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Off Grid Energy Independence
Posted on March 6, 2009 by  & 

MEMS-based energy harvester provides green power source

MicroGen Systems has been awarded a $300,000 contract for its "Piezoelectric Vibrational Energy Harvester" project by the New York State Energy Research and Development Authority (NYSERDA). The project will focus on developing a micro-electro-mechanical system (MEMS)-based energy harvester. Devices using MEMS technology require only tiny amounts of energy and scientists are looking for ways to harvest that energy from the environment.
 
"The wireless sensor network (WSN) market is growing quickly yet is limited by existing short lifetime batteries. Providing a green, virtually infinite alternative power source to traditional energy sources will significantly expand applications for WSNs and other technologies," said Robert Andosca, MicroGen's President and CEO. WSN applications include industrial and building monitoring, such as equipment preventive maintenance and lighting control; transportation systems monitoring, such as bridge integrity; automobiles, such as airbag accelerometers, tire-pressure monitoring systems and much more.
 
In respect of tyre monitoring systems, the 2007 Federal Tread Act states that all new vehicles of less than 10,000 lbs must have tire-pressure measurement system (TPMS) units on all tires. Presently TPMSs are battery-powered resulting in about 64 million batteries being sent to U.S. landfills each year. A green power source like MicroGen's product can dramatically reduce the need for these batteries.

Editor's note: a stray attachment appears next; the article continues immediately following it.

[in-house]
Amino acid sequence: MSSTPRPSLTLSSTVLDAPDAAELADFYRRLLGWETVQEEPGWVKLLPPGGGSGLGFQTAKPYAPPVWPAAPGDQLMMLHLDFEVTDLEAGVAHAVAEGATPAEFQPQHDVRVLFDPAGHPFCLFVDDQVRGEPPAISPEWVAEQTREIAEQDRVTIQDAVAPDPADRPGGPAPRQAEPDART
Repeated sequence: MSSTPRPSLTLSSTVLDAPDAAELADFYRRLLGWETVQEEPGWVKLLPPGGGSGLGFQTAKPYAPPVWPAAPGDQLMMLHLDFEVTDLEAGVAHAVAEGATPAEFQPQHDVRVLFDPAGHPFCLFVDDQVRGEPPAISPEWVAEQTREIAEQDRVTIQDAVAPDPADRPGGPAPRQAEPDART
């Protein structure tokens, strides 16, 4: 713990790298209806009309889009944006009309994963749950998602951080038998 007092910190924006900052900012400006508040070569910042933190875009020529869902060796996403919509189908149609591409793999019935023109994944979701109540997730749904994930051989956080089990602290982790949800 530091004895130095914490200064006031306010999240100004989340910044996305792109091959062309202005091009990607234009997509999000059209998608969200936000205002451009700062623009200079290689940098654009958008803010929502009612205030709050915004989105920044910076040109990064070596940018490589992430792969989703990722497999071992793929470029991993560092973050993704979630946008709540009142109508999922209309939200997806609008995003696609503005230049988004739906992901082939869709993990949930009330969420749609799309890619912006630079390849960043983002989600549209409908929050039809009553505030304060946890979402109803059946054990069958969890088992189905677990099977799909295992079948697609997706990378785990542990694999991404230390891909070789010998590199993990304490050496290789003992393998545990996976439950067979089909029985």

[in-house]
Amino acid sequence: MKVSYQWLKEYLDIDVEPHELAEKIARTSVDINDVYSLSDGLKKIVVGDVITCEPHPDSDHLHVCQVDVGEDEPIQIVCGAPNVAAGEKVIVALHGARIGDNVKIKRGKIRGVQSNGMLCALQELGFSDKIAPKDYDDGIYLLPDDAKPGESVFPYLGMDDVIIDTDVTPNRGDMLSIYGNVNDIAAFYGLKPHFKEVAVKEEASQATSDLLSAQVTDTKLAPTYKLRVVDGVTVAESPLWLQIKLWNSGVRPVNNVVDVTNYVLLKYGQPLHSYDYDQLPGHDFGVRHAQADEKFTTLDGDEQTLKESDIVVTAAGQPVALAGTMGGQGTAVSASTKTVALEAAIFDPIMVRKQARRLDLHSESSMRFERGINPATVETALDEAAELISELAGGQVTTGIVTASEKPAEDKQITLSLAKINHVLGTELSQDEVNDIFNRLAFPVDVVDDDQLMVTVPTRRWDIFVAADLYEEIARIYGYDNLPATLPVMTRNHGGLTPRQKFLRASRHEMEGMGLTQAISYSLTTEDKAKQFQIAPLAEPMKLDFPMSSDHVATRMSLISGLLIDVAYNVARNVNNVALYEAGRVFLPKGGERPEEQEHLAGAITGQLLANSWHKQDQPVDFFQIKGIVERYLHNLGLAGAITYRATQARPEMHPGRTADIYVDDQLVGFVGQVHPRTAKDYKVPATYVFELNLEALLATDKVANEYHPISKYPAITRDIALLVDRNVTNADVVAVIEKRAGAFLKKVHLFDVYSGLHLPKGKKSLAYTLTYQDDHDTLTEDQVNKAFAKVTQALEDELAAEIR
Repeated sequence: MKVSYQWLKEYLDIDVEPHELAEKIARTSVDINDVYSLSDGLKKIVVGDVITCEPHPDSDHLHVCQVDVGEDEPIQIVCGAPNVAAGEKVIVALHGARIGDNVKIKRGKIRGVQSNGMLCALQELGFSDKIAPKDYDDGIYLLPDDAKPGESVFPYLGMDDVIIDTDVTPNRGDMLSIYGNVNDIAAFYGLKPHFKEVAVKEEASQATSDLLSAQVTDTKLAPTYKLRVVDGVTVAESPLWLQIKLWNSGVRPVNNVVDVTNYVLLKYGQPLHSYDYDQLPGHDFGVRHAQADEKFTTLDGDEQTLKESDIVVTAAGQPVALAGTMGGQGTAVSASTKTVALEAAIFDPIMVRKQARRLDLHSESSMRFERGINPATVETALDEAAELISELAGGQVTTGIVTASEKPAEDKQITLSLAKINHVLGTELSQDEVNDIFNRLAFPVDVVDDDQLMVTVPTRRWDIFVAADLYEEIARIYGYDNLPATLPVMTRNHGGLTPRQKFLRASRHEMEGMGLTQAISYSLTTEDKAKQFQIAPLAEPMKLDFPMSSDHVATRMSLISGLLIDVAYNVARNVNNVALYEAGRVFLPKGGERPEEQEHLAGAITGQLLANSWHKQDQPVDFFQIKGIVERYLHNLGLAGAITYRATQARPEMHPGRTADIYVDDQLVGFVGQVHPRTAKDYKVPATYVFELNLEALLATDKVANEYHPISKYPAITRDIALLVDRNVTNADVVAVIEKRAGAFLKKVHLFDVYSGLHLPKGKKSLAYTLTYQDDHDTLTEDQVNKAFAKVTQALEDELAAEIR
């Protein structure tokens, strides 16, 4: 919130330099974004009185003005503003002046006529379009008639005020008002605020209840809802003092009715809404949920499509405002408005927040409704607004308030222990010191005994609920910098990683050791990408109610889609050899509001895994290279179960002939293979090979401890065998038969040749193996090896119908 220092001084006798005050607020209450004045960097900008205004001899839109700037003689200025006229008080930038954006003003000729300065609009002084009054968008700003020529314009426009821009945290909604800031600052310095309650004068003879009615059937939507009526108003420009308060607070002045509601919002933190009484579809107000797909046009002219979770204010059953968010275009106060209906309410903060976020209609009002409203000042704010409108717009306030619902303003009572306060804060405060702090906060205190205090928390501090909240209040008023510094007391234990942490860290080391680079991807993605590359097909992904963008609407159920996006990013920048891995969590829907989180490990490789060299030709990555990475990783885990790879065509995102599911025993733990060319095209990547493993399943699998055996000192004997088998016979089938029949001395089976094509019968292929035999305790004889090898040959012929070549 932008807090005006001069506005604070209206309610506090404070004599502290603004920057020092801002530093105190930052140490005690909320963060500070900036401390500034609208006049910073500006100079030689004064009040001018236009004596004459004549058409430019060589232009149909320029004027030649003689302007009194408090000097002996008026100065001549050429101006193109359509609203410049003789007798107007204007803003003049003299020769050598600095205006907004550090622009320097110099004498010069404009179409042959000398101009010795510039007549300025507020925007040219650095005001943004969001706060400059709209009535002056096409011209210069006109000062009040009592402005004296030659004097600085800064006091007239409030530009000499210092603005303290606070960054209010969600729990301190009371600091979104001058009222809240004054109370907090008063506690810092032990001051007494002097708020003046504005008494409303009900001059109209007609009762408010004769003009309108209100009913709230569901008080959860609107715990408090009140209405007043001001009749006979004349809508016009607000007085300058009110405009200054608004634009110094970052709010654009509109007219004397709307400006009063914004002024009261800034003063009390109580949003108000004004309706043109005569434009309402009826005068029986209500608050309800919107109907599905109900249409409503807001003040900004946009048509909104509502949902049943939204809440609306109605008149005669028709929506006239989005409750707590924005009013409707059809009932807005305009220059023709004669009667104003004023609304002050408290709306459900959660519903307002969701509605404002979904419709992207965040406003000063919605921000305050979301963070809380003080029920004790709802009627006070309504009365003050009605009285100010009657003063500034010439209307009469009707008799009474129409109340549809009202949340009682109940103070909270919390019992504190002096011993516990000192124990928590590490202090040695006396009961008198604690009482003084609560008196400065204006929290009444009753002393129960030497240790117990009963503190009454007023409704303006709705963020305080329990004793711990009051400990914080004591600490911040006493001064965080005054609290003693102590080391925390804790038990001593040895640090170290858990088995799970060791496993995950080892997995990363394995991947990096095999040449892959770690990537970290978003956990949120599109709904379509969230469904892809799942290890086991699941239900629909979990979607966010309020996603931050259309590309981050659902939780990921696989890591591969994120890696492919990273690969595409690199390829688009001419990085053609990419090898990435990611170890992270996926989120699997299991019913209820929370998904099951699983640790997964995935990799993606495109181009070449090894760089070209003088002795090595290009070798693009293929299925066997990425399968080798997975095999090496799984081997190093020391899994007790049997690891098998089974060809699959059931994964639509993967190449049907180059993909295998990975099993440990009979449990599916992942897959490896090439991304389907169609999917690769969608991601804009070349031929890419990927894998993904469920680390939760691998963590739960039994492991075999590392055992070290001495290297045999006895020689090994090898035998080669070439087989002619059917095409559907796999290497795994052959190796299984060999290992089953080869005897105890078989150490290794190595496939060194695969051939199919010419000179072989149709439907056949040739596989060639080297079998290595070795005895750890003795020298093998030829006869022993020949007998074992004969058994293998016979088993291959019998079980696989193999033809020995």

Infotonics Technology Centre (ITC) is working with MicroGen in turning their concept into a working prototype, which will help them raise capital needed to bring this technology to market. "The MEMS-based energy harvester has myriad application possibilities, and MicroGen, partnered with ITC, will be at the forefront in serving emerging markets. We expect MicroGen will have a fully functional prototype by the end of the first quarter, 2009," said ITC CEO Paul Tolley.
 
Top Image: tire pressure monitoring system. (Source: CDX eTextbook)
 
 
 

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Posted on: March 6, 2009

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